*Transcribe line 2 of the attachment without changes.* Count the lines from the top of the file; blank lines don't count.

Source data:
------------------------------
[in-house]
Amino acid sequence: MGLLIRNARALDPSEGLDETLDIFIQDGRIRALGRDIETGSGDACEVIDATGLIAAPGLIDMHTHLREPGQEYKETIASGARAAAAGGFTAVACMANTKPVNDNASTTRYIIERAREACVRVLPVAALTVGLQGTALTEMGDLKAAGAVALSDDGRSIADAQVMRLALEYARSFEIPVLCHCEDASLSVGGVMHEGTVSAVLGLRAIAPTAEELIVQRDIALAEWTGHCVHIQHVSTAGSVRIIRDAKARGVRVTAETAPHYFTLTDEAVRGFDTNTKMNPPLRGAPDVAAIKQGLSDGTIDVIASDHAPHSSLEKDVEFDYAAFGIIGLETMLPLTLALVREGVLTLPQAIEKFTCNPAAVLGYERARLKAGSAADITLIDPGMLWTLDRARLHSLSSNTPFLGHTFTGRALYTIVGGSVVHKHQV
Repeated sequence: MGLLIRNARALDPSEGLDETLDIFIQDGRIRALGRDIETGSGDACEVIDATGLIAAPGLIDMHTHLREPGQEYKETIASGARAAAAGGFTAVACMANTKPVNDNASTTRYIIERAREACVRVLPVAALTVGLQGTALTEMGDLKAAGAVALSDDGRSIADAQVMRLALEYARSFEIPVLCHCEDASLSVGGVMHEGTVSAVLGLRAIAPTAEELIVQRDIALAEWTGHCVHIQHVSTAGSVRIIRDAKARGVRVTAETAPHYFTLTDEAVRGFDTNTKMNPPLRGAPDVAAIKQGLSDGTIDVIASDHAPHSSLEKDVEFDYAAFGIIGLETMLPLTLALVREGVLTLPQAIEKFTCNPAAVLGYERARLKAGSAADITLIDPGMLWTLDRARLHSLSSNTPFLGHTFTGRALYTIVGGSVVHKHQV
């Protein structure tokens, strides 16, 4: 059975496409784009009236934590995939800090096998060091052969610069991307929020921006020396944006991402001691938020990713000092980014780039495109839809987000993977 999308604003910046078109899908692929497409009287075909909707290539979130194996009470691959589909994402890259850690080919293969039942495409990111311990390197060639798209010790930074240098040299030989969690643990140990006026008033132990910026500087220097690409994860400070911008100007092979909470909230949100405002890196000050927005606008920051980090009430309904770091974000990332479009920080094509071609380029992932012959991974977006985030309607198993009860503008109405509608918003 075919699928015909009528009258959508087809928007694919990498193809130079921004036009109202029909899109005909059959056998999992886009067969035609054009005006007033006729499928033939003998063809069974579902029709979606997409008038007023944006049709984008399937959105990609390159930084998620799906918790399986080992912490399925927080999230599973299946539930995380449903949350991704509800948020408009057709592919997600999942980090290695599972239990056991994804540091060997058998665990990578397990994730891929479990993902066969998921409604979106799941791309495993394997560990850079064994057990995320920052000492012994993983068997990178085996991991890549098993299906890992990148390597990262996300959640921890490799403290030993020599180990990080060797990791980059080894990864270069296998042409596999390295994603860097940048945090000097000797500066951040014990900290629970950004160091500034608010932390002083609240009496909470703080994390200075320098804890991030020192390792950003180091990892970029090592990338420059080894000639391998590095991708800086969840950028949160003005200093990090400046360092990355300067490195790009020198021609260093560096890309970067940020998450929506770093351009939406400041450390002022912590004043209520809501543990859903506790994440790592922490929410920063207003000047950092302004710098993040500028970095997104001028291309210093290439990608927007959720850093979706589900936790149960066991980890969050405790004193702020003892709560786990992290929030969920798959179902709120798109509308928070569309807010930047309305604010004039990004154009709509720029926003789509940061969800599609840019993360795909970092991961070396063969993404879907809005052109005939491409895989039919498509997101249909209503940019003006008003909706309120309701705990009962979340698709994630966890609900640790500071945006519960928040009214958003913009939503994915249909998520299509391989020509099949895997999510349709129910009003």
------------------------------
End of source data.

Amino acid sequence: MGLLIRNARALDPSEGLDETLDIFIQDGRIRALGRDIETGSGDACEVIDATGLIAAPGLIDMHTHLREPGQEYKETIASGARAAAAGGFTAVACMANTKPVNDNASTTRYIIERAREACVRVLPVAALTVGLQGTALTEMGDLKAAGAVALSDDGRSIADAQVMRLALEYARSFEIPVLCHCEDASLSVGGVMHEGTVSAVLGLRAIAPTAEELIVQRDIALAEWTGHCVHIQHVSTAGSVRIIRDAKARGVRVTAETAPHYFTLTDEAVRGFDTNTKMNPPLRGAPDVAAIKQGLSDGTIDVIASDHAPHSSLEKDVEFDYAAFGIIGLETMLPLTLALVREGVLTLPQAIEKFTCNPAAVLGYERARLKAGSAADITLIDPGMLWTLDRARLHSLSSNTPFLGHTFTGRALYTIVGGSVVHKHQV